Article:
In a Stalinist skyscraper which dominates the skyline of Latvia’s capital, dozens of elderly Russians wait to take a basic Latvian language test as a proof of loyalty to a country where they have lived for decades.
Clutching red Russian passports, the participants, mostly women, read their notes for last minute revision, fearing they may be expelled from the Baltic country if they fail.
Speaking Russian instead of Latvian has not been a problem until now, but the war in Ukraine changed the picture. Last year’s election campaign was dominated by questions of national identity and security concerns.
The government now demands a language test from the 20,000 people in the country holding Russian passports, mostly elderly and female, as the loyalty of Russian citizens is a worry, said Dmitrijs Trofimovs, state secretary at the Interior Ministry.
“(If I am deported), I would have nowhere to go, I have lived here for 40 years,” said Valentina Sevastjanova, 70, a former English teacher and Riga guide after her final Latvian lesson in a private school in central Riga, ready for when she takes her own exam.
“I took the Russian passport in 2011 to easily visit my sick parents in Belarus. They are gone now.”
Sevastjanova was in class of 11 women, aged 62 to 74, taking the three month crash course. Each applied for Russian passports after independent Latvia re-emerged in 1991 from the ashes of the Soviet Union.
It made them eligible for retirement at 55, a pension from Russia, and visa-free travel to Russia and Belarus.
But after Russia invaded Ukraine last February, Latvia switched off Russian TV channels, crushed a Soviet World War Two monument and is now working towards eliminating education in Russian.
This has left many of Latvia’s ethnic Russians, who make up about a quarter of its population of 1.9 million, feeling they may be losing their place in society, where speaking solely Russian has been acceptable for decades.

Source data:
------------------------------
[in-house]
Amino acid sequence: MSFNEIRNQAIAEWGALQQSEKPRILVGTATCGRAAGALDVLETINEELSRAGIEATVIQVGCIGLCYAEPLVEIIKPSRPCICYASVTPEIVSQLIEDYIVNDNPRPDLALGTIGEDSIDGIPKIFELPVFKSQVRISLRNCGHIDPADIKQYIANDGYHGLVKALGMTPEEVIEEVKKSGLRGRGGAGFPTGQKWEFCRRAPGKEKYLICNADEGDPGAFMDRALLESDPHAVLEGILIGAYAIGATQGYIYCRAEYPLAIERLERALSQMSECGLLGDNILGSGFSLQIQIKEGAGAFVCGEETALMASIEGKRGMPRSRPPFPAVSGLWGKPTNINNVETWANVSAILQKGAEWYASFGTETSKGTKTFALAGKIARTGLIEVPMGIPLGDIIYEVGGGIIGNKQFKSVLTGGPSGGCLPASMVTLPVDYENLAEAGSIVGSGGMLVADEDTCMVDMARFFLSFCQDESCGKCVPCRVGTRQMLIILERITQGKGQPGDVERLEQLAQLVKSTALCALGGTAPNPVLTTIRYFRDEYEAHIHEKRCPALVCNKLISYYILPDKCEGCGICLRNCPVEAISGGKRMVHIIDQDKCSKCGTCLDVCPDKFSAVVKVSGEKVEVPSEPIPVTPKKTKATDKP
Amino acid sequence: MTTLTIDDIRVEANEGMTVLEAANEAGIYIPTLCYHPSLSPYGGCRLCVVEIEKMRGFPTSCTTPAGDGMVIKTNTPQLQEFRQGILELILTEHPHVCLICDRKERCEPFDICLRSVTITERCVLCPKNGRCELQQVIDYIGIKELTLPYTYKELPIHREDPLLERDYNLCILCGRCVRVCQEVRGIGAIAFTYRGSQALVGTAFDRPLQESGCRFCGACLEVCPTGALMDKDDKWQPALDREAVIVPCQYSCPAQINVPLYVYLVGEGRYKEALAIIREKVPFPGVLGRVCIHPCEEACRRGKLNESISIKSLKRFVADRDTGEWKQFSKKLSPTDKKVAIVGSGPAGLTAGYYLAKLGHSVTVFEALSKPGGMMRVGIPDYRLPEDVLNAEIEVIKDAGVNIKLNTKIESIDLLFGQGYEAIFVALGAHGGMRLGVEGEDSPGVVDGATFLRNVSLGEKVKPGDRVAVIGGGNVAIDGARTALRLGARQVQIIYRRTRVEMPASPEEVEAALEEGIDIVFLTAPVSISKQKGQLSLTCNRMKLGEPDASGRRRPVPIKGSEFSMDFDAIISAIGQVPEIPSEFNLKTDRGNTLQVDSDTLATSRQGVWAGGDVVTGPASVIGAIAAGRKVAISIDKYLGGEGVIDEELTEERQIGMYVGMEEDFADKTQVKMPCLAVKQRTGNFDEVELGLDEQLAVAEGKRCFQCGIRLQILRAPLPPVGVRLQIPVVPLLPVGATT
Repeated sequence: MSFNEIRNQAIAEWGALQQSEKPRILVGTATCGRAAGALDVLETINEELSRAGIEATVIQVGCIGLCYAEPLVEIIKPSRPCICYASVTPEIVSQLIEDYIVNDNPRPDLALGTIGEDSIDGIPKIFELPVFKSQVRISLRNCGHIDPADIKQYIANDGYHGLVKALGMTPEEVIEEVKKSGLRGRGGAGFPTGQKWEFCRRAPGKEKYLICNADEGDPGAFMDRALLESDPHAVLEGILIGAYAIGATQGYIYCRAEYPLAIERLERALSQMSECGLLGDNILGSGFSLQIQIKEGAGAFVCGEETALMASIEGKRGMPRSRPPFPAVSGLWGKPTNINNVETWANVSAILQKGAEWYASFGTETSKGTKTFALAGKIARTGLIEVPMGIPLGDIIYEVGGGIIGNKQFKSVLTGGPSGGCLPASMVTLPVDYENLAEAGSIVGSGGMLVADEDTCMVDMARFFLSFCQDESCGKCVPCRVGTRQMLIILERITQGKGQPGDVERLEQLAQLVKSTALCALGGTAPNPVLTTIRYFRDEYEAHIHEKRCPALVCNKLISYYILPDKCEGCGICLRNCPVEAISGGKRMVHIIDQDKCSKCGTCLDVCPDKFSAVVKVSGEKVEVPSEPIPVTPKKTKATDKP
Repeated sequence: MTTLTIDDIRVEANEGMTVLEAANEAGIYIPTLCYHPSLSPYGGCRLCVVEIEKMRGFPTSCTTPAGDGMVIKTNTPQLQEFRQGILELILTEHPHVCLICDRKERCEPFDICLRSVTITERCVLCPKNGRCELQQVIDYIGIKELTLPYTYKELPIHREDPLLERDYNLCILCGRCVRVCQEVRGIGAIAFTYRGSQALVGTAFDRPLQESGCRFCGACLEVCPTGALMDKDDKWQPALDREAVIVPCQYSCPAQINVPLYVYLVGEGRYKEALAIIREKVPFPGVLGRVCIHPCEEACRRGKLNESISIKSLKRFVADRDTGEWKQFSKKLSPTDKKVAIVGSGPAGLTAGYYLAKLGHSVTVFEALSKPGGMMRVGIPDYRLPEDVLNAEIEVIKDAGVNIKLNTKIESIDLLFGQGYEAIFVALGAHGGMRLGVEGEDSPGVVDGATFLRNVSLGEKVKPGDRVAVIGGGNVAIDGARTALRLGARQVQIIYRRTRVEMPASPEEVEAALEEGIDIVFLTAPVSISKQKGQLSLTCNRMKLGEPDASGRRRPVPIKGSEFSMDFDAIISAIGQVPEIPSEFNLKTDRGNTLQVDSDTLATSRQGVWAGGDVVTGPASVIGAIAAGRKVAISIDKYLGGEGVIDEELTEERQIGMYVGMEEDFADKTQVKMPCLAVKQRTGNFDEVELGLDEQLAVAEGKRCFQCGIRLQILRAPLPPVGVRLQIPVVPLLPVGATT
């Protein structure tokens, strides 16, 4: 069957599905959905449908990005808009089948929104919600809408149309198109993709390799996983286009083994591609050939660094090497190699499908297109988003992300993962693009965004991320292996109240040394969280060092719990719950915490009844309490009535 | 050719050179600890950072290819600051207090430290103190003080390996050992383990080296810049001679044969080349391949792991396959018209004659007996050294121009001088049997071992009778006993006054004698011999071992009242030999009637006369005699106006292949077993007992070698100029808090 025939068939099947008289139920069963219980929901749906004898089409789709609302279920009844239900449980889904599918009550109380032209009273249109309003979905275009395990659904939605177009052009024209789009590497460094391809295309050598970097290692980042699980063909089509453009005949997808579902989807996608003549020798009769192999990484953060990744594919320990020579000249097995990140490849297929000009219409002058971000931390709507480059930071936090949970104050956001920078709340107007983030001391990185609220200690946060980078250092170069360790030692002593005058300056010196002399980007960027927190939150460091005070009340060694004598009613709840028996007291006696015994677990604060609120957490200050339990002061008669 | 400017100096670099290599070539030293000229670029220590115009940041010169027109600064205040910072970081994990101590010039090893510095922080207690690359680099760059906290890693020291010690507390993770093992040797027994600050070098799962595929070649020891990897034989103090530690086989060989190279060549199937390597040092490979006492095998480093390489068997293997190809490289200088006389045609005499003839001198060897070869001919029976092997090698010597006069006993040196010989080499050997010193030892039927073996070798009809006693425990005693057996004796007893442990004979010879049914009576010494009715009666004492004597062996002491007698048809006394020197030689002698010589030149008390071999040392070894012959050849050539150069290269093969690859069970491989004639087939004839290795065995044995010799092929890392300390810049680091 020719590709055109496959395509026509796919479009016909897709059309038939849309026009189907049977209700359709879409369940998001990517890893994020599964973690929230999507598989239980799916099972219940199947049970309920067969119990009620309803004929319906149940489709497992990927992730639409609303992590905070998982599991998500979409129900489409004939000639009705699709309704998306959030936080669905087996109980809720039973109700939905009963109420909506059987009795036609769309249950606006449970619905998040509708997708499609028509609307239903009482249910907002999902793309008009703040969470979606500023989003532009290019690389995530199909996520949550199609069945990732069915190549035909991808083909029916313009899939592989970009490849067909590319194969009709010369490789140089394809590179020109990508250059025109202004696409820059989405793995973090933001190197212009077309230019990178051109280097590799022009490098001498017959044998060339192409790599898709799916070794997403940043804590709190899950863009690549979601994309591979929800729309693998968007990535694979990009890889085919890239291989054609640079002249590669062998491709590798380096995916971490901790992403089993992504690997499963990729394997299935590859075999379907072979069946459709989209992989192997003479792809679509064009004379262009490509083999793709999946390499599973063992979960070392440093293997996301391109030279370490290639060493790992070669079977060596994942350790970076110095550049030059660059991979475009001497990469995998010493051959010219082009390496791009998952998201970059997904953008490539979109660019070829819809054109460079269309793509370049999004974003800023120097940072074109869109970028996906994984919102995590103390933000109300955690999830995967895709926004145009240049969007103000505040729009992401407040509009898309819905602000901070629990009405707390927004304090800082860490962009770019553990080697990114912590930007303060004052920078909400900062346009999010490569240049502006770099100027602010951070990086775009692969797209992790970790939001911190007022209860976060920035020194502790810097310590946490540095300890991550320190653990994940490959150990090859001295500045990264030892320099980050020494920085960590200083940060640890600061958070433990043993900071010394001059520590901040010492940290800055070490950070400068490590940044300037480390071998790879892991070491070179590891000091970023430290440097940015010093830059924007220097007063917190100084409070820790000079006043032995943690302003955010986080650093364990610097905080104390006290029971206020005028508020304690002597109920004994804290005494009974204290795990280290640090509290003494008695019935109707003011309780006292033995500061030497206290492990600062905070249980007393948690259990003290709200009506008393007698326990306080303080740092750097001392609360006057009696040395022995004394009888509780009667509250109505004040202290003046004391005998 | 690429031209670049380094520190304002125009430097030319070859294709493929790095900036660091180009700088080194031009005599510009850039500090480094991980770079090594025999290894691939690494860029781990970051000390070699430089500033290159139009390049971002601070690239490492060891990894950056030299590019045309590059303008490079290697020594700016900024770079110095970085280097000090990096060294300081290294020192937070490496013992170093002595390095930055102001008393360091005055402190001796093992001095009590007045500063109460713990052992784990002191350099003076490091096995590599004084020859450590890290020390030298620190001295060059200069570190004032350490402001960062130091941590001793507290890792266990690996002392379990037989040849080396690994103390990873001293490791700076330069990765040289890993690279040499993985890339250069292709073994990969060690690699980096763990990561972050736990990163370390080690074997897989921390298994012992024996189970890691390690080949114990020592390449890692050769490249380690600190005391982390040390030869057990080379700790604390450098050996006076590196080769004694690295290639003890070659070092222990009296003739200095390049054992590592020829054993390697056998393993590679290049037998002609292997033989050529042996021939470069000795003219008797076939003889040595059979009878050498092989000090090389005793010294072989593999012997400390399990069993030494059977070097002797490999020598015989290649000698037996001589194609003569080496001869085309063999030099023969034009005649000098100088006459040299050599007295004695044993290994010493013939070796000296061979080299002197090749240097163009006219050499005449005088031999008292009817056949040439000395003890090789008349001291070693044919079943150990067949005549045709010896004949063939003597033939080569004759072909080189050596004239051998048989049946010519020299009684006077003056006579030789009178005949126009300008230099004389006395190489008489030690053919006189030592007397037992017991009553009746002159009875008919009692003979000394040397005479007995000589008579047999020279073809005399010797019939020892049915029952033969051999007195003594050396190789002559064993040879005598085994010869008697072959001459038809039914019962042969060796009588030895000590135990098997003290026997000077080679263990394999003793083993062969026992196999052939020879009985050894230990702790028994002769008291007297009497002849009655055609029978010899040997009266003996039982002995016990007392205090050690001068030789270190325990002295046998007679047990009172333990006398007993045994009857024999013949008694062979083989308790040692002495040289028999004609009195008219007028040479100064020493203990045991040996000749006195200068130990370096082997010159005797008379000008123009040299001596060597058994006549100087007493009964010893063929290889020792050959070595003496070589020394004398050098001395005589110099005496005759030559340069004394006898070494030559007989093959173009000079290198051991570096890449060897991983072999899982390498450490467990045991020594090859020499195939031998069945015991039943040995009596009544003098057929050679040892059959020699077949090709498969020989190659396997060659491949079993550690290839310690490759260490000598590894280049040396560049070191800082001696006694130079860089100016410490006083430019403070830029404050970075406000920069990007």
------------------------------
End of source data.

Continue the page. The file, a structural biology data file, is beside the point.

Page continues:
Russian citizens under 75 who do not pass the test by the end of the year will be given reasonable time to leave, Trofimovs said. If they do not leave, they could face a “forced expulsion”.
“They voluntary decided to take the citizenship not of Latvia but of another state,” he said. He said the test was needed because Russian authorities justified their invasion of Ukraine by the need to protect Russian nationals abroad.
“I think that learning Latvian is right, but this pressure is wrong,” Sevastjanova said.
“People live in a Russian environment. They speak with (only) Russians. Why not? It’s a large diaspora”, she said. “There are Russian-speaking workplaces. There are Russian newspapers, television, radio. You can converse in Russian in shops and markets – Latvians easily switch to Russian.”
To pass, they need to understand basic Latvian phrases and speak in simple sentences, such as “I would like to have a dinner and I would like to choose fish, not meat”, said Liene Voronenko, head of Latvia’s National Centre of Education, which conducts the exams.
“I love learning languages, and I expected to be learning French in retirement. But now I end up learning Latvian instead. Oh well – why not?” Sevastjanova said.